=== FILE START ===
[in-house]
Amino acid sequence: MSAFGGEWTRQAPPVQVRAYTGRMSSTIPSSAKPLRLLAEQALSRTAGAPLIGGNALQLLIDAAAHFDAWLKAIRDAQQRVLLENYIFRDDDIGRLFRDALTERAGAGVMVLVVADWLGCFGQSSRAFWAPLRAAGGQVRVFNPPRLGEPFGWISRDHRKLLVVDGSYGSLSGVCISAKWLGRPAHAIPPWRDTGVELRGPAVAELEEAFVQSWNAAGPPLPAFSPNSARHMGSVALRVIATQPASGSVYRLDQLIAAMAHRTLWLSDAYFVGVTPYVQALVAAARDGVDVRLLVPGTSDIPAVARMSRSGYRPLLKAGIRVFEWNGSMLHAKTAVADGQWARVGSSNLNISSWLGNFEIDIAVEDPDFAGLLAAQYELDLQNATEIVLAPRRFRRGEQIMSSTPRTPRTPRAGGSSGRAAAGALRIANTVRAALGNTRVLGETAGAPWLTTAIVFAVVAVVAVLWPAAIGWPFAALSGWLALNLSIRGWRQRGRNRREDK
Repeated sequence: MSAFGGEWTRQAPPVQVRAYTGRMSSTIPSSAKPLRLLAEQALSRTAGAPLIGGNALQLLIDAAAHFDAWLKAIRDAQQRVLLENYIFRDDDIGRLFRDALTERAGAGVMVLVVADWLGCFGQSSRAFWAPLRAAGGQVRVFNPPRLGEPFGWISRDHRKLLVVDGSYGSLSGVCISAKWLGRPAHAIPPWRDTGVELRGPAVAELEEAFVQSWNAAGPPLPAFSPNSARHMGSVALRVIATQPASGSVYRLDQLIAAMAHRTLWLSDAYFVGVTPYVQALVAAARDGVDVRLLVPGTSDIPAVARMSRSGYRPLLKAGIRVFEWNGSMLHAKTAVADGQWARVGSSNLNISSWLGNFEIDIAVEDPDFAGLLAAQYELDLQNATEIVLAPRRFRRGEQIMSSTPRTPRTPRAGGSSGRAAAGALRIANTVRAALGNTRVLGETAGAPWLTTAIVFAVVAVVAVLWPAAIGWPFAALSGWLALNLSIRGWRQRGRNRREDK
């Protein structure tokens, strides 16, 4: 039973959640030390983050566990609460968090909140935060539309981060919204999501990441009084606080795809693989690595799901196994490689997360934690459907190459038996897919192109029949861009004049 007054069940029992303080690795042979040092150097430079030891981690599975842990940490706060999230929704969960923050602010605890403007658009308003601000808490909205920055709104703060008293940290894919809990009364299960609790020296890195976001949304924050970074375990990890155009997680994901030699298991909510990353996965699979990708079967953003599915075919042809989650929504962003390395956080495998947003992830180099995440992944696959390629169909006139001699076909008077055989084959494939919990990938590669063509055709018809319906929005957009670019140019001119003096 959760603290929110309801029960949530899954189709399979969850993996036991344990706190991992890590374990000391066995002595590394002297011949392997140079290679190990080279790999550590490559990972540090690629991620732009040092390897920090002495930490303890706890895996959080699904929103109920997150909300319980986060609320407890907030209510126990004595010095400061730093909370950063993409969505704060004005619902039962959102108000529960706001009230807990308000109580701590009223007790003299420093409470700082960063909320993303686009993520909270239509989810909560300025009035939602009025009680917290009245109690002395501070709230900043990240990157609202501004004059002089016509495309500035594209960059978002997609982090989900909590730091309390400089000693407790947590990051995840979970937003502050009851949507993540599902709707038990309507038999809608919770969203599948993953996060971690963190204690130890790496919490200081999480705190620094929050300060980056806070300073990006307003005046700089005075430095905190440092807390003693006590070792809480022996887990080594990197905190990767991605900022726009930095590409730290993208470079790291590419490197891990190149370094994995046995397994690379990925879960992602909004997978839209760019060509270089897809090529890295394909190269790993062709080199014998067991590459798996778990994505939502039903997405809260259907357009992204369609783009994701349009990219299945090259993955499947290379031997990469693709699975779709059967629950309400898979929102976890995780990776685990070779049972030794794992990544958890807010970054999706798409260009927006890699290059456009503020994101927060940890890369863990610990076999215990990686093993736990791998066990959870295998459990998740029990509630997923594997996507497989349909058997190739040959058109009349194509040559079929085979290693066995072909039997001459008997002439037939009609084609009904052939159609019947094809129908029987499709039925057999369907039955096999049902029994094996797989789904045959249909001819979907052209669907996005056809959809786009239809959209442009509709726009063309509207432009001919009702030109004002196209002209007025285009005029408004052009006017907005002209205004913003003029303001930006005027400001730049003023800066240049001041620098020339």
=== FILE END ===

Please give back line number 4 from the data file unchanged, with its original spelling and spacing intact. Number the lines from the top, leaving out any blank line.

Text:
């Protein structure tokens, strides 16, 4: 039973959640030390983050566990609460968090909140935060539309981060919204999501990441009084606080795809693989690595799901196994490689997360934690459907190459038996897919192109029949861009004049 007054069940029992303080690795042979040092150097430079030891981690599975842990940490706060999230929704969960923050602010605890403007658009308003601000808490909205920055709104703060008293940290894919809990009364299960609790020296890195976001949304924050970074375990990890155009997680994901030699298991909510990353996965699979990708079967953003599915075919042809989650929504962003390395956080495998947003992830180099995440992944696959390629169909006139001699076909008077055989084959494939919990990938590669063509055709018809319906929005957009670019140019001119003096 959760603290929110309801029960949530899954189709399979969850993996036991344990706190991992890590374990000391066995002595590394002297011949392997140079290679190990080279790999550590490559990972540090690629991620732009040092390897920090002495930490303890706890895996959080699904929103109920997150909300319980986060609320407890907030209510126990004595010095400061730093909370950063993409969505704060004005619902039962959102108000529960706001009230807990308000109580701590009223007790003299420093409470700082960063909320993303686009993520909270239509989810909560300025009035939602009025009680917290009245109690002395501070709230900043990240990157609202501004004059002089016509495309500035594209960059978002997609982090989900909590730091309390400089000693407790947590990051995840979970937003502050009851949507993540599902709707038990309507038999809608919770969203599948993953996060971690963190204690130890790496919490200081999480705190620094929050300060980056806070300073990006307003005046700089005075430095905190440092807390003693006590070792809480022996887990080594990197905190990767991605900022726009930095590409730290993208470079790291590419490197891990190149370094994995046995397994690379990925879960992602909004997978839209760019060509270089897809090529890295394909190269790993062709080199014998067991590459798996778990994505939502039903997405809260259907357009992204369609783009994701349009990219299945090259993955499947290379031997990469693709699975779709059967629950309400898979929102976890995780990776685990070779049972030794794992990544958890807010970054999706798409260009927006890699290059456009503020994101927060940890890369863990610990076999215990990686093993736990791998066990959870295998459990998740029990509630997923594997996507497989349909058997190739040959058109009349194509040559079929085979290693066995072909039997001459008997002439037939009609084609009904052939159609019947094809129908029987499709039925057999369907039955096999049902029994094996797989789904045959249909001819979907052209669907996005056809959809786009239809959209442009509709726009063309509207432009001919009702030109004002196209002209007025285009005029408004052009006017907005002209205004913003003029303001930006005027400001730049003023800066240049001041620098020339």